Detachment 045 graduates will immediately tackle increasingly complex and demanding challenges that the world poses to its leaders. SJSU, CHHS, and its AFROTC program continue to prepare future leaders with the requisite critical-thinking skills, leadership experience and preparation, and the core values needed to navigate wicked problems and to ethically and morally command our nation’s military. The success of the AFROTC program extends beyond retention rates, graduation rates, or the impressive titles held by countless Det 045 graduates. It is measured by producing leaders of character whose “Spartan Airmen core values are so essential to who they are that they overflow into every interaction, changing our community and world for the better.”

Toward the end of the evening, AFROTC cadets and their families gathered alongside SJSU and CHHS leadership, Air Force Leadership, and the community leaders in attendance for a photo. The stage light lit up their faces, as if to recognize the illustrious lives of Det 045’s graduates and announce the promise of greatness among the attendees. Even after 75 years, the relationship between Air Force ROTC, the College of Health and Human Sciences, and San José State University continues to grow, galvanized by their shared commitment to integrity, service, and excellence. Here’s to 75 more years.

“The society that separates its scholars from its warriors will have its thinking done by cowards and its fighting by fools.” – Thucydides

Nursing Spartan Up, and Up, and Up

By Maya Carlyle

“Vanndy is somebody who is extraordinary, truly,” said Dr. Daryn Reicherter, MD, psychiatrist at AACI, a robust, multi-focus community health organization in San Jose, CA

He was being asked about Vanndy Loth, his employee, and a three time graduate from San José State University.

Dr. Vanndy Loth, DNP, MPH, MSN, RN, graduated from The Valley Foundation School of Nursing twice of those three SJSU graduations; first as she began her nursing career with her Bachelors of Science in Nursing (BSN), and after her MPH for her Masters she graduated again from the School of Nursing in 2021, completing her doctoral degree as a member of the first graduating cohort of SJSU’s stand-alone Doctor of Nursing Practice (DNP) program.

This spring, Dr. Loth has continued to be a Spartan, supporting her alma mater in a new way; this time agreeing to be interviewed as part of a project by the College of Health and Human Sciences to showcase the departments and schools under its umbrella.

“I have a strong desire to improve community mental health services through my nursing role…” Dr. Loth shared when she first applied to the DNP program. “My hopes are to gain insight into applying evidence based practice and to improve patient outcomes through improved quality of care. I [also] want to improve my skills as a nurse leader…”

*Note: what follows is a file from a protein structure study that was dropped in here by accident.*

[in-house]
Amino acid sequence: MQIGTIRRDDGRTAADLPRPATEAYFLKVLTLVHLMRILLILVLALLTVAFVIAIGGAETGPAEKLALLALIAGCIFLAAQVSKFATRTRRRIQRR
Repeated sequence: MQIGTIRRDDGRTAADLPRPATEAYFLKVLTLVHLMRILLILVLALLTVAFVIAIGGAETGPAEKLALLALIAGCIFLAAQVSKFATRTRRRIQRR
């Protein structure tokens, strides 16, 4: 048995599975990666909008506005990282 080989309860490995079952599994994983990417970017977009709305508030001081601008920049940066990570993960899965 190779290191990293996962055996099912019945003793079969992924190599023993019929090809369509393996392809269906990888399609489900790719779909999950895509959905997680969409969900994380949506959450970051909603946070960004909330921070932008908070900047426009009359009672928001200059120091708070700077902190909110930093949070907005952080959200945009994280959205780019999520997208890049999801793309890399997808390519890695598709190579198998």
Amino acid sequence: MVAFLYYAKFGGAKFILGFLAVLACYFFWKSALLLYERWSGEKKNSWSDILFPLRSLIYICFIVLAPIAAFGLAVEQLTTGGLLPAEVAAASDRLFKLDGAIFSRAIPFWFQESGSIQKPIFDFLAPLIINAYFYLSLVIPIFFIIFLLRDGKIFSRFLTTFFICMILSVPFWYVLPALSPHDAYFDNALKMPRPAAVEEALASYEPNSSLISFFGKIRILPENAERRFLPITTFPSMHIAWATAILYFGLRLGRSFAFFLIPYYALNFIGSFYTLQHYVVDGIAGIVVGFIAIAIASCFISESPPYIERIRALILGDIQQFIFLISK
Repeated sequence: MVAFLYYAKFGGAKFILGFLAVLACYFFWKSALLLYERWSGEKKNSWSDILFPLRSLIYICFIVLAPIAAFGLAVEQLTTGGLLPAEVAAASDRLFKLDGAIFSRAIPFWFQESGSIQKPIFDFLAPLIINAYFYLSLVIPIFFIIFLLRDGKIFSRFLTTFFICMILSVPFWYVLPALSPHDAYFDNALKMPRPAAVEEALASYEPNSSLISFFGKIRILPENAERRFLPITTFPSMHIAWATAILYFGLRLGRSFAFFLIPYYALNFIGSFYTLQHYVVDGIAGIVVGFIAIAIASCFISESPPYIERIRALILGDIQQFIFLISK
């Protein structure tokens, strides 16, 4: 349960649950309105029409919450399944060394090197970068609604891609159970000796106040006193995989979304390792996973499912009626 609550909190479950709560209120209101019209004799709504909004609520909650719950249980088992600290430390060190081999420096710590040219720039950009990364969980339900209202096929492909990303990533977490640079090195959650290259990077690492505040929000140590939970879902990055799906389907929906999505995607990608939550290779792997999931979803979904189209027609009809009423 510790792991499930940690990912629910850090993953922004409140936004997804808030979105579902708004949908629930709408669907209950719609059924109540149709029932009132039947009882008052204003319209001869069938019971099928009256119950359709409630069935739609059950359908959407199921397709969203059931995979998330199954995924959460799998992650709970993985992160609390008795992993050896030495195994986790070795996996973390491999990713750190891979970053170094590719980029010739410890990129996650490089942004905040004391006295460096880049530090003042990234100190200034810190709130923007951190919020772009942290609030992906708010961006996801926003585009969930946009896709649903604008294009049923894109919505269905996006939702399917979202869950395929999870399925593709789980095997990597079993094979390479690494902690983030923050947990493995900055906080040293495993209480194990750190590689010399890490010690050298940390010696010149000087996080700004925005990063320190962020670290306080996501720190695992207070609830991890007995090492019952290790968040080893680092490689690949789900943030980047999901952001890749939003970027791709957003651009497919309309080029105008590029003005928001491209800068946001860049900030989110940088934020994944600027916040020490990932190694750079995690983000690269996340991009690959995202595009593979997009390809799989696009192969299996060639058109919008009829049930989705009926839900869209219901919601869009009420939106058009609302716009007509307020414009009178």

And become a leader she did. While originally aiming to teach, Dr. Loth pursued nursing at the encouragement of her mother and found the work, from the beginning, to be “very rewarding.” Her first job as a new grad nurse from SJSU was in public health, working in the rural and less populous areas of Monterey County, where the competency and skills of TVFSON allowed her to tackle the more challenging cases to come through the clinic doors.

Now as a Program Manager in the Integrated Behavioral Health program at AACI, Dr. Loth continues to care for the community in culturally sensitive, policy-active, and educationally-focused ways. On May 3rd of this year, she and her AACI team were awarded a “Behavioral Health Community Hero Award” by the County of Santa Clara’s Behavioral Health Board for their work in addressing mental health in San Jose and the whole county.

During the interview for the College of Health and Human Sciences spotlight, Dr. Loth was asked what she thought might be next for her, now that she has her doctorate and has achieved some of the levels of leadership she had been aiming for.

“Teaching,” she responded, laughing a little at the full circle of her career. As a psychiatric nurse and community caretaker, Dr. Loth has a lot of knowledge to pass on, and looks forward to training the nurses who may one day take over her role.

Watch the College of Health and Human Sciences YouTube channel for highlights from Dr. Loth’s interview, coming later this summer.

For more information about The Valley Foundation School of Nursing, please visit or call 408-924-3131.

Research on SJSU Faculty in Residence Program Published by an Interprofessional Research Team

By Luis Arabit

On March 8, 2023, Dr. Luis Arabit, Occupational Therapy Assistant Professor, and a former Faculty in Residence (FIR) (2018-2020) at University Housing Services at San José State University, together with a team of faculty researchers from the various fields of Occupational Therapy, Biology, Education, Political Science, Mathematics, Psychology,  and Public Administration published a qualitative phenomenological research study entitled “The Impact of Faculty-In-Residence Programs on Faculty Development” ( The research article was published in the Journal of University Teaching and Learning Practice.

As lead author, Dr. Arabit was thrilled and immensely proud of the team of faculty researchers who worked collaboratively and tirelessly on this project. He stated that “Research such as these showcases the relevance of university-based FIR programs and its impact not just on students but also on faculty development.” The results indicated that faculty participation in FIR programs helped facilitate faculty development in teaching, research and service performance, which in turn created opportunities for student engagement, student sense of belonging and student success. Beyond the positive results, transcending themes of diversity, empathy, networking and organization were uncovered, which enhanced FIR faculty professional development. In addition, the study also found that to achieve overall positive impact of FIR programs, program goals and objectives need to be aligned and agreed upon by university, residential life administrators, and faculty.

The research project received a grant of $12,000 from Project Succeed of SJSU in 2019 with the assistance of the late Dr. Patricia Backer. Congratulations to the collaborative effort of this interprofessional team of researchers!